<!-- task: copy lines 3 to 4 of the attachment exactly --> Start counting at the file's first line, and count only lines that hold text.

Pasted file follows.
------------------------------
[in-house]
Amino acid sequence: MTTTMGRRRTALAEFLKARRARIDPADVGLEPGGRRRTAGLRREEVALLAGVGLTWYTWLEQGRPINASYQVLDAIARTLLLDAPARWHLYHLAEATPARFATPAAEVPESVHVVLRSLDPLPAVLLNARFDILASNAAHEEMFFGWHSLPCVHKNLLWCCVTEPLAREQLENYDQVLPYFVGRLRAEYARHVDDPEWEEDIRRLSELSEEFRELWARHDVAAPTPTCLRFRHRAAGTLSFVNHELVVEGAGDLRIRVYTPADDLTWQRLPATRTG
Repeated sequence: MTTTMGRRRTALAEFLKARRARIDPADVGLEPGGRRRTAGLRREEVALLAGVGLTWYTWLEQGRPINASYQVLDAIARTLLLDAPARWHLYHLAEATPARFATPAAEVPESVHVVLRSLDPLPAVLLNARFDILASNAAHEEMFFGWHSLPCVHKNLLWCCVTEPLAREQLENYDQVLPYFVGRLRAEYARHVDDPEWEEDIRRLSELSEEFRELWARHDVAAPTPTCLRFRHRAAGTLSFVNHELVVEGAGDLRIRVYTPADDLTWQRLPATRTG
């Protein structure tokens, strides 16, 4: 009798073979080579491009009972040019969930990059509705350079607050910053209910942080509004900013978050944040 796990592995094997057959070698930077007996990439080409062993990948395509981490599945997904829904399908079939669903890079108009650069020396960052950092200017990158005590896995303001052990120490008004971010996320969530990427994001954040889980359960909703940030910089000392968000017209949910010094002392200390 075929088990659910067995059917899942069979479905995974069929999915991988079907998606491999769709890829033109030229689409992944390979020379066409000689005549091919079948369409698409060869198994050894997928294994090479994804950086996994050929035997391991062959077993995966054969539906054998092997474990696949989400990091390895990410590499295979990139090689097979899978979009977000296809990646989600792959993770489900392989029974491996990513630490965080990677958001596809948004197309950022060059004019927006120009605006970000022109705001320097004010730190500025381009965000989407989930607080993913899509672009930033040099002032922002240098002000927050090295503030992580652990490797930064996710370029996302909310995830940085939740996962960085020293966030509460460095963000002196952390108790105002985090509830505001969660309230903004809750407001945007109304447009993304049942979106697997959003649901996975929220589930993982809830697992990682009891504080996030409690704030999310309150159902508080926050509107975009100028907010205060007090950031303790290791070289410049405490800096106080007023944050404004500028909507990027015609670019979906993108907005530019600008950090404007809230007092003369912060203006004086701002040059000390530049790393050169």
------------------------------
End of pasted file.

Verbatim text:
Repeated sequence: MTTTMGRRRTALAEFLKARRARIDPADVGLEPGGRRRTAGLRREEVALLAGVGLTWYTWLEQGRPINASYQVLDAIARTLLLDAPARWHLYHLAEATPARFATPAAEVPESVHVVLRSLDPLPAVLLNARFDILASNAAHEEMFFGWHSLPCVHKNLLWCCVTEPLAREQLENYDQVLPYFVGRLRAEYARHVDDPEWEEDIRRLSELSEEFRELWARHDVAAPTPTCLRFRHRAAGTLSFVNHELVVEGAGDLRIRVYTPADDLTWQRLPATRTG
């Protein structure tokens, strides 16, 4: 009798073979080579491009009972040019969930990059509705350079607050910053209910942080509004900013978050944040 796990592995094997057959070698930077007996990439080409062993990948395509981490599945997904829904399908079939669903890079108009650069020396960052950092200017990158005590896995303001052990120490008004971010996320969530990427994001954040889980359960909703940030910089000392968000017209949910010094002392200390 075929088990659910067995059917899942069979479905995974069929999915991988079907998606491999769709890829033109030229689409992944390979020379066409000689005549091919079948369409698409060869198994050894997928294994090479994804950086996994050929035997391991062959077993995966054969539906054998092997474990696949989400990091390895990410590499295979990139090689097979899978979009977000296809990646989600792959993770489900392989029974491996990513630490965080990677958001596809948004197309950022060059004019927006120009605006970000022109705001320097004010730190500025381009965000989407989930607080993913899509672009930033040099002032922002240098002000927050090295503030992580652990490797930064996710370029996302909310995830940085939740996962960085020293966030509460460095963000002196952390108790105002985090509830505001969660309230903004809750407001945007109304447009993304049942979106697997959003649901996975929220589930993982809830697992990682009891504080996030409690704030999310309150159902508080926050509107975009100028907010205060007090950031303790290791070289410049405490800096106080007023944050404004500028909507990027015609670019979906993108907005530019600008950090404007809230007092003369912060203006004086701002040059000390530049790393050169």